Renee Lacroix November 21, 2019 Alphabet
Despite the conflict in theories, scholars are generally agreed that, for about 200 years before the middle of the 2nd millennium bce, alphabet making was in the air in the Gyro-Palestinian region. It is idle to speculate on the meaning of the various discoveries referred to. That they manifest closely related efforts is certain; what the exact relationship among these efforts was, and what their relationship with the North Semitic alphabet was, cannot be said with certainty.
At the end of the 2nd millennium bce, with the political decay of the great nations of the Bronze Age—the Egyptians, Babylonians, Assyrians, Hittites, and Cretans—a new historical world began. In Syria and Palestine, the geographical center of the Fertile Crescent, three nations—Israel, Phoenicia, and Aram—played an increasingly important political role. To the south of the Fertile Crescent, the Sabaeans, a South Arabian people (also Semites, though South Semites), attained a position of wealth and importance as commercial intermediaries between the East and the Mediterranean.
Over the centuries, various theories have been advanced to explain the origin of alphabetic writing, and, since Classical times, the problem has been a matter of serious study. The Greeks and Romans considered five different peoples as the possible inventors of the alphabet—the Phoenicians, Egyptians, Assyrians, Cretans, and Hebrews. Among modern theories are some that are not very different from those of ancient days. Every country situated in or more or less near the eastern Mediterranean has been singled out for the honor. Egyptian writing, cuneiform, Cretan, hieroglyphic Hittite, the Cypriot syllabify, and other scripts have all been called prototypes of the alphabet. The Egyptian theory actually subdivides into three separate theories, according to whether the Egyptian hieroglyphic, the hierarchic, or the demotic script is regarded as the true parent of alphabetic writing. Similarly, the idea that cuneiform was the precursor of the alphabet may also be subdivided into those singling out Sumerian, Babylonian, or Assyrian cuneiform.
Among the various other theories concerning the alphabet are the hypotheses that the alphabet was taken by the Philistines from Crete to Palestine, that the various ancient scripts of the Mediterranean countries developed from prehistoric geometric symbols employed throughout the Mediterranean area from the earliest times, and that the proton-Sinaitic inscriptions (discovered since 1905 in the Sinai Peninsula) represent a stage of writing intermediate between the Egyptian hieroglyphics and the North Semitic alphabet. Another hypothesis, the Arthritic theory, evolved after an epoch-making discovery in 1929 (and the years following) at the site of the ancient Ugarit, on the Syrian coast opposite the most easterly cape of Cyprus. Thousands of clay tablets were found there, documents of inestimable value in many fields of research (including epigraphy, philology, and the history of religion). Dating from the 15th and 14th centuries bce, they were written in a cuneiform alphabet of 30 letters.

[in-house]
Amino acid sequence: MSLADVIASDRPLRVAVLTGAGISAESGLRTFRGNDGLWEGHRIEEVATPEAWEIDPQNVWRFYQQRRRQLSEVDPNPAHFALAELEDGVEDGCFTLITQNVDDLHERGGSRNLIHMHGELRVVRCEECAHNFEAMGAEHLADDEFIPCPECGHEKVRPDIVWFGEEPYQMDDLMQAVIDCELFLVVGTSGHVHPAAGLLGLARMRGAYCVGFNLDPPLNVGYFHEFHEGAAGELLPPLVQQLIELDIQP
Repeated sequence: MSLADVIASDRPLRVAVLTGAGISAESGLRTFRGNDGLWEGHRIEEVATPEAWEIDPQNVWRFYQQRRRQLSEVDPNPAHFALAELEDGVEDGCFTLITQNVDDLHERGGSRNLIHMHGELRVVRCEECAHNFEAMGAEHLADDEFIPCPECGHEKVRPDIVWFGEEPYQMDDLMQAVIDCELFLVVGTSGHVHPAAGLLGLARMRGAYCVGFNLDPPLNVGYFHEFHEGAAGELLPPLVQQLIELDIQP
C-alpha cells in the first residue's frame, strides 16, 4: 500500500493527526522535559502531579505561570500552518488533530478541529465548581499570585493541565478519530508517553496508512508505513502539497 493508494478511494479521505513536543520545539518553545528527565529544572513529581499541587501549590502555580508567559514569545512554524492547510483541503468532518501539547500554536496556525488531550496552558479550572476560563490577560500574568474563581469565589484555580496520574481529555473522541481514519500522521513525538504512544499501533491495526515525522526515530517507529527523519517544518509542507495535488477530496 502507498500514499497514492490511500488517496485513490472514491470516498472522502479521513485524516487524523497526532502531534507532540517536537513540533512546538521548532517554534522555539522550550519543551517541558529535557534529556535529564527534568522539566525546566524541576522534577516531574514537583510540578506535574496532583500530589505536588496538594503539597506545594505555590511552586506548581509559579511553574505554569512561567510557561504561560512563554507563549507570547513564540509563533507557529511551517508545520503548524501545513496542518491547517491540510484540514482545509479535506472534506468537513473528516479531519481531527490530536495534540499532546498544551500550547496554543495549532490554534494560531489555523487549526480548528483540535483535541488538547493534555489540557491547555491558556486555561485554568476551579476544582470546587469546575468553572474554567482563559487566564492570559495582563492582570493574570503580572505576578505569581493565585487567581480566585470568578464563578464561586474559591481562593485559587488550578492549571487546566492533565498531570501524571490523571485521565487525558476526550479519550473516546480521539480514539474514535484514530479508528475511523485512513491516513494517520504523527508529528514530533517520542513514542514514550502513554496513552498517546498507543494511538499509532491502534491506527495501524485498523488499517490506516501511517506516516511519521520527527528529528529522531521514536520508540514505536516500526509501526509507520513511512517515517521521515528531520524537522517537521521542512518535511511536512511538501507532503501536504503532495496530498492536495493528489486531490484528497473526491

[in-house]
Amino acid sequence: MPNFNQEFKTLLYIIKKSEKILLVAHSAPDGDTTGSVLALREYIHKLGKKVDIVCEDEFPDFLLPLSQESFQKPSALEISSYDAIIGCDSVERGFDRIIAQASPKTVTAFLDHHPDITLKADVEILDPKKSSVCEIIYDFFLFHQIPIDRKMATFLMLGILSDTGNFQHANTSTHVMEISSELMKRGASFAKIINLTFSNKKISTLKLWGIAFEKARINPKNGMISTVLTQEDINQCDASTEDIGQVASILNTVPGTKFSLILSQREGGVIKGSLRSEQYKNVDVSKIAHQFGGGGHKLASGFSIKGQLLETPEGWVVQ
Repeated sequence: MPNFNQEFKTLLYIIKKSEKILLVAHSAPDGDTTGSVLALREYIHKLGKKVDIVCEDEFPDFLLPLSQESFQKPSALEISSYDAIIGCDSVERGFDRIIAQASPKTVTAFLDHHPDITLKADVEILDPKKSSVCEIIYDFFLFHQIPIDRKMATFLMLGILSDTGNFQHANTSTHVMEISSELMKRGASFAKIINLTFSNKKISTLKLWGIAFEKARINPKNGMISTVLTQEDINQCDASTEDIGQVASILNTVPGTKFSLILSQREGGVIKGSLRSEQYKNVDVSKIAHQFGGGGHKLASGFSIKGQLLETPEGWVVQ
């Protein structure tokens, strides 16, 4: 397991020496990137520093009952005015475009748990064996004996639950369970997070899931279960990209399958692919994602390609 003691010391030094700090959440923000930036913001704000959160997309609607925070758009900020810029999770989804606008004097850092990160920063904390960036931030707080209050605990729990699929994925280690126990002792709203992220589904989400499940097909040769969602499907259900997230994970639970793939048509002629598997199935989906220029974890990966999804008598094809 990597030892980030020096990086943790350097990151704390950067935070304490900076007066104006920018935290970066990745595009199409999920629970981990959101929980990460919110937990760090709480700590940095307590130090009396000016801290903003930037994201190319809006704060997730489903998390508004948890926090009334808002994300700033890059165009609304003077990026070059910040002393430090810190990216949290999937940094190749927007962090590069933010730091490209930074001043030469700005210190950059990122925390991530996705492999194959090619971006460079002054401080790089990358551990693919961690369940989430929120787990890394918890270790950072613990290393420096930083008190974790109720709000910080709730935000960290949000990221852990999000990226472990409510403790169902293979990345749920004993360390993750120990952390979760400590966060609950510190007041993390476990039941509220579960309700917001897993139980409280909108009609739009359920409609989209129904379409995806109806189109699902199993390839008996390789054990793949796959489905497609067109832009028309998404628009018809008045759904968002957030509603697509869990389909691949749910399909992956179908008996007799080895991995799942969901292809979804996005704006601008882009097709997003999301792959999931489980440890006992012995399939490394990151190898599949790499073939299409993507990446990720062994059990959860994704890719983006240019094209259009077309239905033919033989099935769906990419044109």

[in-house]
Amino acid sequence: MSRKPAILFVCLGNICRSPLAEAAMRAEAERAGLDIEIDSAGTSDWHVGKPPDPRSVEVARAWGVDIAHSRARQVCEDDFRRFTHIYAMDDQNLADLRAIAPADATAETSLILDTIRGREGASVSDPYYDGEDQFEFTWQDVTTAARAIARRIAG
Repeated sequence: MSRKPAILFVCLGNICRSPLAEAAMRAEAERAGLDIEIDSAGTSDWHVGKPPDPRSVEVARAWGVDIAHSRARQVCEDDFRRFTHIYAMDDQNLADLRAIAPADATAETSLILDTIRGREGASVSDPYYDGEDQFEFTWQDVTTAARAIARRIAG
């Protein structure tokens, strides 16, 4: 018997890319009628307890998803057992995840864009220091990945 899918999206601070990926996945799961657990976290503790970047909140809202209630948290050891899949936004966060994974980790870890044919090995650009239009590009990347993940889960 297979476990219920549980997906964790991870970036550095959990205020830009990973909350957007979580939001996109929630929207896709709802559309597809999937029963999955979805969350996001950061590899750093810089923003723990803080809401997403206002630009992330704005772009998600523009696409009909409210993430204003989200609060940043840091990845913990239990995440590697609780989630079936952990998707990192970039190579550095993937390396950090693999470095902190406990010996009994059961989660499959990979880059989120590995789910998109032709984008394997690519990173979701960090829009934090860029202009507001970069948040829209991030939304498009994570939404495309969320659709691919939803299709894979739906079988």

set of graphs, or characters, used to represent the phonemic structure of a language. In most alphabets the characters are arranged in a definite order, or sequence (e.g., A, B, C, etc.).
National languages sometimes elect to address the problem of dialects by simply associating the alphabet with the national standard. Some national languages like Finnish, Armenian, Turkish, Russian, Serbo-Croatian (Serbian, Croatian and Bosnian) and Bulgarian have a very regular spelling system with a nearly one-to-one correspondence between letters and phonemes. Strictly speaking, these national languages lack a word corresponding to the verb ”to spell” (meaning to split a word into its letters), the closest match being a verb meaning to split a word into its syllables. Similarly, the Italian verb corresponding to ’spell (out)’, compare, is unknown to many Italians because spelling is usually trivial, as Italian spelling is highly phonemic. In standard Spanish, one can tell the pronunciation of a word from its spelling, but not vice versa, as certain phonemes can be represented in more than one way, but a given letter is consistently pronounced. French, with its silent letters and its heavy use of nasal vowels and elision, may seem to lack much correspondence between spelling and pronunciation, but its rules on pronunciation, though complex, are actually consistent and predictable with a fair degree of accuracy.
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